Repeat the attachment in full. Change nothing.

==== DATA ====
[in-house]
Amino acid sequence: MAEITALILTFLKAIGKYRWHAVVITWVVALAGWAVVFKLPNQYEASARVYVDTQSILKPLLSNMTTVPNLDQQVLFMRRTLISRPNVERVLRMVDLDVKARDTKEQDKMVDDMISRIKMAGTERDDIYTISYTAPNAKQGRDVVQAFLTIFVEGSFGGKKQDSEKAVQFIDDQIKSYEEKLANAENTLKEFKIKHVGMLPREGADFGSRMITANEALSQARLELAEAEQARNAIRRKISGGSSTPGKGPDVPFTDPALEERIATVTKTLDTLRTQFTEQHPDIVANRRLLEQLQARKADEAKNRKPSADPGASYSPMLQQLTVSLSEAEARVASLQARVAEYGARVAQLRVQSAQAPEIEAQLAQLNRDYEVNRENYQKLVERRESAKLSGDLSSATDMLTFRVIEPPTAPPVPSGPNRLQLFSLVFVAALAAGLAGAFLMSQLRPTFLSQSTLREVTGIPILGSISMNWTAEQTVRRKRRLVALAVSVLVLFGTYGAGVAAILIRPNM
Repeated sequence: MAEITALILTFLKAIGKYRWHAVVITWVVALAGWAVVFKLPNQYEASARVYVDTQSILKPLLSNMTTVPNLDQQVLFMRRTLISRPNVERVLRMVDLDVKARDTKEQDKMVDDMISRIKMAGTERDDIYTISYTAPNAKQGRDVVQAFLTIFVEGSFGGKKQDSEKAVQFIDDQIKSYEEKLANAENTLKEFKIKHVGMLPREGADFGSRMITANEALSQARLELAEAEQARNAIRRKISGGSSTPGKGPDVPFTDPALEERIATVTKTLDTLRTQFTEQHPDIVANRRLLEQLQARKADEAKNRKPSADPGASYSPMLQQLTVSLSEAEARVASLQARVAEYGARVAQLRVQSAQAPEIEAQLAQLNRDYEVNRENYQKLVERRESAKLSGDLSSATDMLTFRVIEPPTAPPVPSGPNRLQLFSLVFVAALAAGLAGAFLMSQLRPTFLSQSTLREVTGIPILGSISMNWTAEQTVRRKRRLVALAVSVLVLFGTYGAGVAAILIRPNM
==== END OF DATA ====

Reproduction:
[in-house]
Amino acid sequence: MAEITALILTFLKAIGKYRWHAVVITWVVALAGWAVVFKLPNQYEASARVYVDTQSILKPLLSNMTTVPNLDQQVLFMRRTLISRPNVERVLRMVDLDVKARDTKEQDKMVDDMISRIKMAGTERDDIYTISYTAPNAKQGRDVVQAFLTIFVEGSFGGKKQDSEKAVQFIDDQIKSYEEKLANAENTLKEFKIKHVGMLPREGADFGSRMITANEALSQARLELAEAEQARNAIRRKISGGSSTPGKGPDVPFTDPALEERIATVTKTLDTLRTQFTEQHPDIVANRRLLEQLQARKADEAKNRKPSADPGASYSPMLQQLTVSLSEAEARVASLQARVAEYGARVAQLRVQSAQAPEIEAQLAQLNRDYEVNRENYQKLVERRESAKLSGDLSSATDMLTFRVIEPPTAPPVPSGPNRLQLFSLVFVAALAAGLAGAFLMSQLRPTFLSQSTLREVTGIPILGSISMNWTAEQTVRRKRRLVALAVSVLVLFGTYGAGVAAILIRPNM
Repeated sequence: MAEITALILTFLKAIGKYRWHAVVITWVVALAGWAVVFKLPNQYEASARVYVDTQSILKPLLSNMTTVPNLDQQVLFMRRTLISRPNVERVLRMVDLDVKARDTKEQDKMVDDMISRIKMAGTERDDIYTISYTAPNAKQGRDVVQAFLTIFVEGSFGGKKQDSEKAVQFIDDQIKSYEEKLANAENTLKEFKIKHVGMLPREGADFGSRMITANEALSQARLELAEAEQARNAIRRKISGGSSTPGKGPDVPFTDPALEERIATVTKTLDTLRTQFTEQHPDIVANRRLLEQLQARKADEAKNRKPSADPGASYSPMLQQLTVSLSEAEARVASLQARVAEYGARVAQLRVQSAQAPEIEAQLAQLNRDYEVNRENYQKLVERRESAKLSGDLSSATDMLTFRVIEPPTAPPVPSGPNRLQLFSLVFVAALAAGLAGAFLMSQLRPTFLSQSTLREVTGIPILGSISMNWTAEQTVRRKRRLVALAVSVLVLFGTYGAGVAAILIRPNM